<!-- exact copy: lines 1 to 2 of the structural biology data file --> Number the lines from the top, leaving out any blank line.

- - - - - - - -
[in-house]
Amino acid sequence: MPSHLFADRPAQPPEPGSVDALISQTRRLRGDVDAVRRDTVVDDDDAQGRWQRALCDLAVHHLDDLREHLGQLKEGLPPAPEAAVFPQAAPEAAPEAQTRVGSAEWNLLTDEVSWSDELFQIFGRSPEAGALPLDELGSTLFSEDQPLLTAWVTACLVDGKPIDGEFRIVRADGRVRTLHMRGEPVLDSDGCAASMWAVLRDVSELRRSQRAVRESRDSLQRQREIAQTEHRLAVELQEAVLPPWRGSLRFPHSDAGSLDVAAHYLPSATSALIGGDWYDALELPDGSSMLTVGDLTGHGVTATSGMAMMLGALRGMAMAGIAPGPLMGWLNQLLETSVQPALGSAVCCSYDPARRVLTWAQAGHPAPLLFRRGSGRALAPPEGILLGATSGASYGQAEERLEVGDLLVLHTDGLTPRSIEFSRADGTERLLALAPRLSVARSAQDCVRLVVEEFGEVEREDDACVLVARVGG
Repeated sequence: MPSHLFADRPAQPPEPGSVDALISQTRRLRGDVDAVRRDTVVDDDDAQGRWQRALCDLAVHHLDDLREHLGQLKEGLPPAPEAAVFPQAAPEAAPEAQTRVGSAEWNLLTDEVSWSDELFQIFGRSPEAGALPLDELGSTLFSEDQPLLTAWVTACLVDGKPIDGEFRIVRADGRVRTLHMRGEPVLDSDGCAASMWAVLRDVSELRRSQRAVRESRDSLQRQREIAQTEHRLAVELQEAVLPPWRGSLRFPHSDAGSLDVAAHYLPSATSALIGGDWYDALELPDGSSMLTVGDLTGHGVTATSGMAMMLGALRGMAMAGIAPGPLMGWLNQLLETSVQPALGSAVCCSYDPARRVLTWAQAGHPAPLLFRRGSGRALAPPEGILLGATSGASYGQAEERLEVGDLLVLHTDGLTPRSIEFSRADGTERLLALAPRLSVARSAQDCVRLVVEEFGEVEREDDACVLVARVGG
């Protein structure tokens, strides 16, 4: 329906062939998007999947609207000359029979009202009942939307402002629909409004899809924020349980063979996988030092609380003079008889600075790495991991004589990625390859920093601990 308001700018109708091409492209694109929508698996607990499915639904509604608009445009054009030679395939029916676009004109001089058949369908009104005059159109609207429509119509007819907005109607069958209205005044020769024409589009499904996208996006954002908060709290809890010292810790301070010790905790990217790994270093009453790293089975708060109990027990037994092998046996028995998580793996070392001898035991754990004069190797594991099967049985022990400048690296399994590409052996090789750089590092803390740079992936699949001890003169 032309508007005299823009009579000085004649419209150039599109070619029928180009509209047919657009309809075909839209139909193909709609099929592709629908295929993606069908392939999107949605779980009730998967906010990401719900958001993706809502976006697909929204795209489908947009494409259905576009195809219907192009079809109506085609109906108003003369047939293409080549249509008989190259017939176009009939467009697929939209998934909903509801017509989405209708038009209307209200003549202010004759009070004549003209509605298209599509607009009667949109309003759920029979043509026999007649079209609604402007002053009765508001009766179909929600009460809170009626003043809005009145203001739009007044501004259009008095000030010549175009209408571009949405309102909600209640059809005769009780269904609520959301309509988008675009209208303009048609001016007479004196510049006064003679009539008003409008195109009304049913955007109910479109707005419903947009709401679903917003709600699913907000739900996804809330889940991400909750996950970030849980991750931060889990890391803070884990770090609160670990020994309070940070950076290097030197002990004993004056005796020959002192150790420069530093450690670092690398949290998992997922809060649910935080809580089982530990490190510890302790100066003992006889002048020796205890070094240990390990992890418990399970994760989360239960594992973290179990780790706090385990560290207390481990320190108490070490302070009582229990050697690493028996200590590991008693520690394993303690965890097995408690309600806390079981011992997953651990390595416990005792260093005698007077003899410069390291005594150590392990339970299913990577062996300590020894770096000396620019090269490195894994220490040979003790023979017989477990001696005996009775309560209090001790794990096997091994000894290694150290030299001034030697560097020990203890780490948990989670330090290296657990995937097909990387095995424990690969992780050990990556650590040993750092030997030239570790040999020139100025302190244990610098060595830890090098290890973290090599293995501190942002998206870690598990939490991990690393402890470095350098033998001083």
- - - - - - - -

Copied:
[in-house]
Amino acid sequence: MPSHLFADRPAQPPEPGSVDALISQTRRLRGDVDAVRRDTVVDDDDAQGRWQRALCDLAVHHLDDLREHLGQLKEGLPPAPEAAVFPQAAPEAAPEAQTRVGSAEWNLLTDEVSWSDELFQIFGRSPEAGALPLDELGSTLFSEDQPLLTAWVTACLVDGKPIDGEFRIVRADGRVRTLHMRGEPVLDSDGCAASMWAVLRDVSELRRSQRAVRESRDSLQRQREIAQTEHRLAVELQEAVLPPWRGSLRFPHSDAGSLDVAAHYLPSATSALIGGDWYDALELPDGSSMLTVGDLTGHGVTATSGMAMMLGALRGMAMAGIAPGPLMGWLNQLLETSVQPALGSAVCCSYDPARRVLTWAQAGHPAPLLFRRGSGRALAPPEGILLGATSGASYGQAEERLEVGDLLVLHTDGLTPRSIEFSRADGTERLLALAPRLSVARSAQDCVRLVVEEFGEVEREDDACVLVARVGG